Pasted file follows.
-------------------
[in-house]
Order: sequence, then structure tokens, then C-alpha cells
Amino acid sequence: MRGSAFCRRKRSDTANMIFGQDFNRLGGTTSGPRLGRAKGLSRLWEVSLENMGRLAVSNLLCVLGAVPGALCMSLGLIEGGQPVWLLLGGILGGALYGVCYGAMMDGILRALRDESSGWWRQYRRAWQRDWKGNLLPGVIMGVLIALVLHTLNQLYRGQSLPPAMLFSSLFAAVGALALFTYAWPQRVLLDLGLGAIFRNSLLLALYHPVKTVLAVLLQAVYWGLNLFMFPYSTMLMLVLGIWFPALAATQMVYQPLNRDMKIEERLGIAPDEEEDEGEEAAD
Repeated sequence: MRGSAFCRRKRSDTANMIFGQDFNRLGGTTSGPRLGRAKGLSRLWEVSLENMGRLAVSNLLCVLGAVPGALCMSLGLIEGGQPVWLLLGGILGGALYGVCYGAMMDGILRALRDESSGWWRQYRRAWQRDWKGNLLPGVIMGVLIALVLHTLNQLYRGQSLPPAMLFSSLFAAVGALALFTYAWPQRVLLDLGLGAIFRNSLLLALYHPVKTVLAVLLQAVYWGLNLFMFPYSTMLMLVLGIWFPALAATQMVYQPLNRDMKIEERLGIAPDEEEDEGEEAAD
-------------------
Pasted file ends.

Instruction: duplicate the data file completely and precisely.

[in-house]
Order: sequence, then structure tokens, then C-alpha cells
Amino acid sequence: MRGSAFCRRKRSDTANMIFGQDFNRLGGTTSGPRLGRAKGLSRLWEVSLENMGRLAVSNLLCVLGAVPGALCMSLGLIEGGQPVWLLLGGILGGALYGVCYGAMMDGILRALRDESSGWWRQYRRAWQRDWKGNLLPGVIMGVLIALVLHTLNQLYRGQSLPPAMLFSSLFAAVGALALFTYAWPQRVLLDLGLGAIFRNSLLLALYHPVKTVLAVLLQAVYWGLNLFMFPYSTMLMLVLGIWFPALAATQMVYQPLNRDMKIEERLGIAPDEEEDEGEEAAD
Repeated sequence: MRGSAFCRRKRSDTANMIFGQDFNRLGGTTSGPRLGRAKGLSRLWEVSLENMGRLAVSNLLCVLGAVPGALCMSLGLIEGGQPVWLLLGGILGGALYGVCYGAMMDGILRALRDESSGWWRQYRRAWQRDWKGNLLPGVIMGVLIALVLHTLNQLYRGQSLPPAMLFSSLFAAVGALALFTYAWPQRVLLDLGLGAIFRNSLLLALYHPVKTVLAVLLQAVYWGLNLFMFPYSTMLMLVLGIWFPALAATQMVYQPLNRDMKIEERLGIAPDEEEDEGEEAAD